In her statement of defence, Rebekah Vardy tried to reason with Coleen Rooney by saying “I’m not being funny, I don’t need the money” – but surely Vardy knows that money isn’t the only reason a celebrity would strike up a transactional relationship with the press.
To pick an utterly arbitrary example out of thin air: let’s say your partner had been heard directing a racist slur towards a Japanese man in a casino back in 2015. An incident like that could cause quite a lot of unwelcome turbulence.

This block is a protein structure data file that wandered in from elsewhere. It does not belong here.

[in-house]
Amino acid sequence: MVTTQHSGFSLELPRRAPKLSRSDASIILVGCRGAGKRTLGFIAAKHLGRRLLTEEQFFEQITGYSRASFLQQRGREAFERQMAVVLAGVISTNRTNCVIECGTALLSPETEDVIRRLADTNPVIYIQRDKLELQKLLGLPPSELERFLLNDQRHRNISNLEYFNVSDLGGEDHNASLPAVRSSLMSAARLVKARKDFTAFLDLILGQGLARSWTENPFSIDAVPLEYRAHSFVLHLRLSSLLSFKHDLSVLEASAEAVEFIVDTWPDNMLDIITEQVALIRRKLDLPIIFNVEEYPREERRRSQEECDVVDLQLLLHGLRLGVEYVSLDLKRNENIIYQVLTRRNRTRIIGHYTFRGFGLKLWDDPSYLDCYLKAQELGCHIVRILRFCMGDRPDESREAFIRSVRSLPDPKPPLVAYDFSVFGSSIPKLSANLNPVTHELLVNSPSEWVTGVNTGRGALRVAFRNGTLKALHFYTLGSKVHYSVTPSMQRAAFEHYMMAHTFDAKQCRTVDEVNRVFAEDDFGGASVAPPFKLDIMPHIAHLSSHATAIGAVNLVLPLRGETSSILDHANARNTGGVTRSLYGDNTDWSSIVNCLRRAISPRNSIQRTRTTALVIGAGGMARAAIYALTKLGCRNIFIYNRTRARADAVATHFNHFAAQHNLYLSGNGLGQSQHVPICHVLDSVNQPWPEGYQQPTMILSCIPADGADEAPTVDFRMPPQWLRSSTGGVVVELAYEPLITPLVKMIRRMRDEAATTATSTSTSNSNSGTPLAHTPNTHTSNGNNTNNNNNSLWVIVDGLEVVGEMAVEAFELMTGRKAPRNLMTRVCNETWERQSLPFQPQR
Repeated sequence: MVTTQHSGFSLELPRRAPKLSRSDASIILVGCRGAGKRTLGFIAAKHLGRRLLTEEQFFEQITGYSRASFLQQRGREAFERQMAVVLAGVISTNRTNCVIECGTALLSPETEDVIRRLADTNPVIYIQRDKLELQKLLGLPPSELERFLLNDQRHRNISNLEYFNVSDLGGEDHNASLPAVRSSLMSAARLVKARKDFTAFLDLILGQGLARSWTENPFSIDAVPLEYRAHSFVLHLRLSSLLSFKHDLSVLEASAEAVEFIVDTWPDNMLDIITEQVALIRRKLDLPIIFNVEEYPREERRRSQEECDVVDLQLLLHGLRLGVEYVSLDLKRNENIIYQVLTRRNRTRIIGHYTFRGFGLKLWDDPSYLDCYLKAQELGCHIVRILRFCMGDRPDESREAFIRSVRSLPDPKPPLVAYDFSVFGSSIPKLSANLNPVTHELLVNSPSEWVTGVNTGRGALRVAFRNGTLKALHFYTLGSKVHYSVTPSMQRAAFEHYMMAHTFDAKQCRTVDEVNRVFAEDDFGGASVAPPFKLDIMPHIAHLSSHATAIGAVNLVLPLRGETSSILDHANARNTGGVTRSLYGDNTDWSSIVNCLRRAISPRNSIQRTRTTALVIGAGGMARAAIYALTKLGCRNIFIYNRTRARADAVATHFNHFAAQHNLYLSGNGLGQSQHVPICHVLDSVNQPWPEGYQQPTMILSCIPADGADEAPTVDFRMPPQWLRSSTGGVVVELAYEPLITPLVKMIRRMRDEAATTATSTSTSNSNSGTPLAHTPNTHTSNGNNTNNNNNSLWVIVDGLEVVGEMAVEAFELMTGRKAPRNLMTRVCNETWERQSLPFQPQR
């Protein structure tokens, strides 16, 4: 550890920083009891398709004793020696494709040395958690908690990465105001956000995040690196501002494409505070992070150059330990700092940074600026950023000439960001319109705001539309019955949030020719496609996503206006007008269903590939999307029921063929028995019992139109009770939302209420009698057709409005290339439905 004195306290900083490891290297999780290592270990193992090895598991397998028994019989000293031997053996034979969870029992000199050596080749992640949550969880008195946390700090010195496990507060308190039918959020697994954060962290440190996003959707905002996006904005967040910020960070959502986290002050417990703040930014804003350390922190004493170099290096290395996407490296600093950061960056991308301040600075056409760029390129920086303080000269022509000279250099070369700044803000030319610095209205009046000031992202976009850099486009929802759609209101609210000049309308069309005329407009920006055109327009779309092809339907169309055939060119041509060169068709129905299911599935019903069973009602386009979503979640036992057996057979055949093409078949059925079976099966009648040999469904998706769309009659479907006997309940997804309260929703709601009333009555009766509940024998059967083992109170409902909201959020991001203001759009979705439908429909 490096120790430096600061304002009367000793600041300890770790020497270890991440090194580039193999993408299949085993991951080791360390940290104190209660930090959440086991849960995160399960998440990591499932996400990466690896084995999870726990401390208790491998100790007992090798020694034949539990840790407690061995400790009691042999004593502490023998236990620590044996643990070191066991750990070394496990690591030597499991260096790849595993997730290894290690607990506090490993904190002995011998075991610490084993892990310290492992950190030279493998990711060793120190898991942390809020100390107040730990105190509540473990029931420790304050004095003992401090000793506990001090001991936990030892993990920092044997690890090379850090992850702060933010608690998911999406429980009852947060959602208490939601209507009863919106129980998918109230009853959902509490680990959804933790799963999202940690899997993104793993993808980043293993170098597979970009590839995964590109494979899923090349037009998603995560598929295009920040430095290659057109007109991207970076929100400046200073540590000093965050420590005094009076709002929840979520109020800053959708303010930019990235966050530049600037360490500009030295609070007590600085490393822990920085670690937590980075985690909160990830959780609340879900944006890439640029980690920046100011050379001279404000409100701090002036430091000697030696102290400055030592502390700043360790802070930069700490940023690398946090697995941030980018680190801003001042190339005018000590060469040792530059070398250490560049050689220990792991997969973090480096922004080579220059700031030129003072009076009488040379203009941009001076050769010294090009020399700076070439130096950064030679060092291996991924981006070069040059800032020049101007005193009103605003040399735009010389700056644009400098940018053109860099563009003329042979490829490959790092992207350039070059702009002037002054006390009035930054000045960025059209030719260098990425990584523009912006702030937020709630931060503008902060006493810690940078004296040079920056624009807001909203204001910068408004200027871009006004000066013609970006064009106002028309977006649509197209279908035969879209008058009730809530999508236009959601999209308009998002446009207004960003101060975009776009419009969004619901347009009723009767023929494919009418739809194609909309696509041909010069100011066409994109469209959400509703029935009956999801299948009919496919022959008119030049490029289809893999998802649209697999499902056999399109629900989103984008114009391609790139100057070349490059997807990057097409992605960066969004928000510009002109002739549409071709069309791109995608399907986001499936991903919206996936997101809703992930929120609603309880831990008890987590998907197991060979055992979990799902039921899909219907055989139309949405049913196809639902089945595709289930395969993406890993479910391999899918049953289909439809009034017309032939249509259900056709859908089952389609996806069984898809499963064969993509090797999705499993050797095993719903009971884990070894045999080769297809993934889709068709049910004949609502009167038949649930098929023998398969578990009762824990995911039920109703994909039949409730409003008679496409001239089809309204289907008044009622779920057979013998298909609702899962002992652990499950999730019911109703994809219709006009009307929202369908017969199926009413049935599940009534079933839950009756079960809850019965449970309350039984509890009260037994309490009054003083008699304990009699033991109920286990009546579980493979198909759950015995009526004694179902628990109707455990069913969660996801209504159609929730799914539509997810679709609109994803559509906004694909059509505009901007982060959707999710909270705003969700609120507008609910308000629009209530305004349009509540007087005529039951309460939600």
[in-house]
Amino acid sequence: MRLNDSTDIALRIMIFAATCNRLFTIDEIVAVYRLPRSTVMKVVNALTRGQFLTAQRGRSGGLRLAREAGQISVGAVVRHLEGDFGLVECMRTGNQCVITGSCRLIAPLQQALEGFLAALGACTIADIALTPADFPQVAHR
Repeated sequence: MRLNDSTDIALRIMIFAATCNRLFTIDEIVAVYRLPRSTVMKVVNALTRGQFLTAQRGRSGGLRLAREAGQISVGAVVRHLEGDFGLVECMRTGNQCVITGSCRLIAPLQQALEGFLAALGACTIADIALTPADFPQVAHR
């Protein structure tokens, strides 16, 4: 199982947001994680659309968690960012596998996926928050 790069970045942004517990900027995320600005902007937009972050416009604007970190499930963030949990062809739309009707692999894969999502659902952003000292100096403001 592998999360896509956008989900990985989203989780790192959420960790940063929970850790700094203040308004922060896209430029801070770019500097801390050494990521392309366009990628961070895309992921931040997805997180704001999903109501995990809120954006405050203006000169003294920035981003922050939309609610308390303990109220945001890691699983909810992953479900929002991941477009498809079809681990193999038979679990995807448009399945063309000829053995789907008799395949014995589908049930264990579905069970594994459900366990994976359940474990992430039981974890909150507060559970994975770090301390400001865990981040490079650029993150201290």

But what if the Sun had some further details of this event? Details that it chose not to publish. Video evidence, for instance, that could have made life even more difficult for a rising-star striker.
Obviously a paper that showed such kindness and goodwill to a couple in a predicament like this may end up expecting a favour or two offered in return.
Serialisation rights to his autobiography, perhaps? Or the odd insider story?